Some nondiphtheria species of Corynebacterium produce disease in specific animal species, and some of these are also human pathogens. Some species attack healthy hosts, and others attack immunosuppressed hosts. Some of their effects include granulomatous lymphadenitis, pneumonitis, pharyngitis, skin infections, and endocarditis. Endocarditis caused by Corynebacterium spp. is particularly seen in patients with indwelling intravascular devices.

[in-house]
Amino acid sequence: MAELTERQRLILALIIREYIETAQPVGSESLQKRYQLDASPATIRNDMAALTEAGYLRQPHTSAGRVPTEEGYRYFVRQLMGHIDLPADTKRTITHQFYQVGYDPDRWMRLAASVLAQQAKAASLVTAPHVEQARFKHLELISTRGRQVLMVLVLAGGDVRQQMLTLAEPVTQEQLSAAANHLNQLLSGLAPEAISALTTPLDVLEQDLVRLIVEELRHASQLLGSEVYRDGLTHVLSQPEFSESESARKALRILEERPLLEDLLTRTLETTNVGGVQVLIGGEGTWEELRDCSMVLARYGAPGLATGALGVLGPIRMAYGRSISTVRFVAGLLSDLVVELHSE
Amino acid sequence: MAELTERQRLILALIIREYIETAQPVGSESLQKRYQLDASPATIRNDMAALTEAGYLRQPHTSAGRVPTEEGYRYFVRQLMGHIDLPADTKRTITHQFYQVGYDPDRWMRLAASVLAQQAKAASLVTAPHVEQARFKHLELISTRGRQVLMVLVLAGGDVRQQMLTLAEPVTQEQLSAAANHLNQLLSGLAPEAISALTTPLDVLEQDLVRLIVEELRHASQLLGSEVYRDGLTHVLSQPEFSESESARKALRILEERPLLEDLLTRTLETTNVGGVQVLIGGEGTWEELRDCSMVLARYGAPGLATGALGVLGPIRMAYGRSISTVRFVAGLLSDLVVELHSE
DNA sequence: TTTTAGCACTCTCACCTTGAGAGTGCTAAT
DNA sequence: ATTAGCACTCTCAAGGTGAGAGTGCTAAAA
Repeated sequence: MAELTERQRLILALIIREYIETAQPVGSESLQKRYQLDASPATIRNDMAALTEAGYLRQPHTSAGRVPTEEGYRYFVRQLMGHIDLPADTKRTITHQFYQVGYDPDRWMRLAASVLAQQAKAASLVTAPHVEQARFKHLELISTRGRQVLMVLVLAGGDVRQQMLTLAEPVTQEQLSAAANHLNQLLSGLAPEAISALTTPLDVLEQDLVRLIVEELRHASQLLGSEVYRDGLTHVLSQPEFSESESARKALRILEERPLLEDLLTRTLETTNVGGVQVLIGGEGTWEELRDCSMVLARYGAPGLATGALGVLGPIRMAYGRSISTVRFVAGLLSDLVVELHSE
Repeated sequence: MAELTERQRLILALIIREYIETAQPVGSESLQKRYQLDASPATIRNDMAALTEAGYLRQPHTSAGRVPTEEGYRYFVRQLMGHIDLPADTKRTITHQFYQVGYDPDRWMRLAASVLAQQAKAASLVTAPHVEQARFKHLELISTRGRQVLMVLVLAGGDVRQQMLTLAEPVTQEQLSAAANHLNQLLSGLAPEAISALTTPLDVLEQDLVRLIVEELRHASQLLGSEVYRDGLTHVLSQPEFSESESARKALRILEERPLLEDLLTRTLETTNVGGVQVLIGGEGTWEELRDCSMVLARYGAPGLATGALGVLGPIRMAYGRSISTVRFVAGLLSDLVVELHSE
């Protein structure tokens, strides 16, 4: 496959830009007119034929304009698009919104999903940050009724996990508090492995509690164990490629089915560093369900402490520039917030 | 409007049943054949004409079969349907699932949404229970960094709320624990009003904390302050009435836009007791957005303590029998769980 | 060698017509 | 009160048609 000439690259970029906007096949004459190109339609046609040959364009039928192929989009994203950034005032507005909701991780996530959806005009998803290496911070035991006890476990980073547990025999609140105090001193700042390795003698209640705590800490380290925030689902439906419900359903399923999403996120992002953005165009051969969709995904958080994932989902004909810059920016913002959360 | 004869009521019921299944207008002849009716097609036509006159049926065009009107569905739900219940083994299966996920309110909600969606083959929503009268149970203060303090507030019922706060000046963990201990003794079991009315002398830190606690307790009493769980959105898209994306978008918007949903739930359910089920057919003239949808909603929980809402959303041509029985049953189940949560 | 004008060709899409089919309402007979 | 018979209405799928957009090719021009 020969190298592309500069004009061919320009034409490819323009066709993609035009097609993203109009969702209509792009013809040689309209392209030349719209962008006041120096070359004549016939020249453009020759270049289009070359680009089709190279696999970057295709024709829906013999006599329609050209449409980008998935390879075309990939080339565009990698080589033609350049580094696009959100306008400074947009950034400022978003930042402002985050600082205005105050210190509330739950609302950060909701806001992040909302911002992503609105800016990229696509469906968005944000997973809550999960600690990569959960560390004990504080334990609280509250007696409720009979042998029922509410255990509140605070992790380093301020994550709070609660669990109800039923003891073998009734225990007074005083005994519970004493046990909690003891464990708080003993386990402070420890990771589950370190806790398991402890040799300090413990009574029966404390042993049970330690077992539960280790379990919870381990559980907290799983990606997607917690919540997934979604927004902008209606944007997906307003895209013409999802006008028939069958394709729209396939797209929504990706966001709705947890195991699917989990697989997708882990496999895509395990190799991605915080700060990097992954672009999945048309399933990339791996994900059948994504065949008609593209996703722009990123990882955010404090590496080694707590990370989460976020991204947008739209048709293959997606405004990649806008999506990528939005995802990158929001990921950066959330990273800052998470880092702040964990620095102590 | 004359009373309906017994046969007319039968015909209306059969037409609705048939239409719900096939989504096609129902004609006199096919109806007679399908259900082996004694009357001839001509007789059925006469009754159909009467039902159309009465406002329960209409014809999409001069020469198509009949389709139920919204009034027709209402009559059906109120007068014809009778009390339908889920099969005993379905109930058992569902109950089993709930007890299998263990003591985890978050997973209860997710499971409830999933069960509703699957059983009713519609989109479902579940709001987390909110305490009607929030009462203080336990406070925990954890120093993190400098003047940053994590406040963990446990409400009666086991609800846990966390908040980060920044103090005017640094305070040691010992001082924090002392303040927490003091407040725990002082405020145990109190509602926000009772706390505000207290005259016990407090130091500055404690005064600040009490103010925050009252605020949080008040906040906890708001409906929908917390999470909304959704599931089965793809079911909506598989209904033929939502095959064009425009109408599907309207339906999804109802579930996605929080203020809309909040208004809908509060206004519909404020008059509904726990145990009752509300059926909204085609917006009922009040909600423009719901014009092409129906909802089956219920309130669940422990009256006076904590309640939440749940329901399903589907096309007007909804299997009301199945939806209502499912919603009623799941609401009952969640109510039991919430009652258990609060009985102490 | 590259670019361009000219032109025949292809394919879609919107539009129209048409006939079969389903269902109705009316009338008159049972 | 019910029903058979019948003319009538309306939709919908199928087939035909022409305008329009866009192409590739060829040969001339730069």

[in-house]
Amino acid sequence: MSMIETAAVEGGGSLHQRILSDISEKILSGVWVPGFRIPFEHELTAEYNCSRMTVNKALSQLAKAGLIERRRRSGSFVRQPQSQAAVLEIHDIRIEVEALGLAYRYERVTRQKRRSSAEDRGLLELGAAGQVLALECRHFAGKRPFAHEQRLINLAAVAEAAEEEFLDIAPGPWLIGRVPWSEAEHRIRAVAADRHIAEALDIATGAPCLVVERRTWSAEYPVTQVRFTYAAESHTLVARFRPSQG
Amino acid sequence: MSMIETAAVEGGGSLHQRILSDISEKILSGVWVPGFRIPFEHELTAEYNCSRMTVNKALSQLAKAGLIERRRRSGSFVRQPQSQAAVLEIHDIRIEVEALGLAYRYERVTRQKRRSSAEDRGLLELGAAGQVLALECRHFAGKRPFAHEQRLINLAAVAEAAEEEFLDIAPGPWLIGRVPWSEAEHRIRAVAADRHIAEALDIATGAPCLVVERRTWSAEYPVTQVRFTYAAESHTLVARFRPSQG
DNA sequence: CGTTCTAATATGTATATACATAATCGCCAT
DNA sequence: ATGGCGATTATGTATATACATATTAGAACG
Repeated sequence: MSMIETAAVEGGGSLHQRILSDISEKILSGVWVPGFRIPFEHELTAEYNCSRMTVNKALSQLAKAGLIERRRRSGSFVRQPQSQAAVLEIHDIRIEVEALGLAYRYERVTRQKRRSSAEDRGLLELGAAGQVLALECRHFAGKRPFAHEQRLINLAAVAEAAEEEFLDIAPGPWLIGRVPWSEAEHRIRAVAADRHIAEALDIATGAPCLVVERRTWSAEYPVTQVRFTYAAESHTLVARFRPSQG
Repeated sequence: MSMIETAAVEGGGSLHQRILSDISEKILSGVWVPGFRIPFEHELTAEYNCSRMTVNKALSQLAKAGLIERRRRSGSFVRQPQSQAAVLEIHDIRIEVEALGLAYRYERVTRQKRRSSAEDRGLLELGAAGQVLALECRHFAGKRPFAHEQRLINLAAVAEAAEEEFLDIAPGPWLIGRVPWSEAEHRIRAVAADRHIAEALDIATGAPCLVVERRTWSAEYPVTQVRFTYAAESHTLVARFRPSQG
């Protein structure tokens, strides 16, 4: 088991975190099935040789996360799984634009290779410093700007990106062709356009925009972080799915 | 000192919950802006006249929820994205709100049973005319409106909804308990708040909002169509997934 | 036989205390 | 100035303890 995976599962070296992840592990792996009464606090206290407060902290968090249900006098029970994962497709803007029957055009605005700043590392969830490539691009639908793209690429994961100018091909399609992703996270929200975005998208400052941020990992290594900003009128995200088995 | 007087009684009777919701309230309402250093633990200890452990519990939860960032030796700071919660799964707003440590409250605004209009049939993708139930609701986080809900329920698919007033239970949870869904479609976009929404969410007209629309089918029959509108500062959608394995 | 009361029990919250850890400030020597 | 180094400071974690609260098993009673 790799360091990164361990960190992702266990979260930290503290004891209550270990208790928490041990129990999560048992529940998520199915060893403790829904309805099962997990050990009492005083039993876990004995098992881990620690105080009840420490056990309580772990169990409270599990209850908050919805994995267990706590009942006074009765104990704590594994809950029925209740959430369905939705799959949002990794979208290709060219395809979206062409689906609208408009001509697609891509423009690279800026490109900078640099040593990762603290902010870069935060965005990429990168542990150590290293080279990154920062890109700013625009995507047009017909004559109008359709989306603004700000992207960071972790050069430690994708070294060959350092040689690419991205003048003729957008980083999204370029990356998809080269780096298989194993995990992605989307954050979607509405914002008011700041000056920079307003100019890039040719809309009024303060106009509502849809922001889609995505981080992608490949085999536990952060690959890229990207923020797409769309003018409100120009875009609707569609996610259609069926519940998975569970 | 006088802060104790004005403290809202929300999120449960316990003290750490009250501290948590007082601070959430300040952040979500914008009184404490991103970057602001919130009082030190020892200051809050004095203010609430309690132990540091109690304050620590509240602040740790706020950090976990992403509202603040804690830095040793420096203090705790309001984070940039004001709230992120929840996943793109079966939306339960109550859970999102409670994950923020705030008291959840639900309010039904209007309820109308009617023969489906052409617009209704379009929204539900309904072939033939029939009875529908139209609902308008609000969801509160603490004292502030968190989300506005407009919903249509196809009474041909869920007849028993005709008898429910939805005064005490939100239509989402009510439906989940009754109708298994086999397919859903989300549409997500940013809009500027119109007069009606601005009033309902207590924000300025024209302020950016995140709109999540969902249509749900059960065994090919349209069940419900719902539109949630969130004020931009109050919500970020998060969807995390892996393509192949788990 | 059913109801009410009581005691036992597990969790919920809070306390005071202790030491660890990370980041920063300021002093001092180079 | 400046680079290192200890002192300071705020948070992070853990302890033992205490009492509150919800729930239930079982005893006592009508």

Some species of Corynebacterium have sequenced genomes that range in size from 2.5 - 3 Mbp. They can be found in many environments including soil, trees and skin. The non-diptheiroid Corynebecterium can also be found in human mucous membranes. They grow slowly, even on enriched media, and undergo "Chinese Letter" division. Species of Corynebacterium have been used in the mass production of various amino acids including L-Glutamic Acid, a popular food additive that is made at a rate of 1.5 million tons/ year by Corynebacterium. The metabolic pathways of Corynebacterium have been further manipulated to produce L-Lysine and L-Threonine.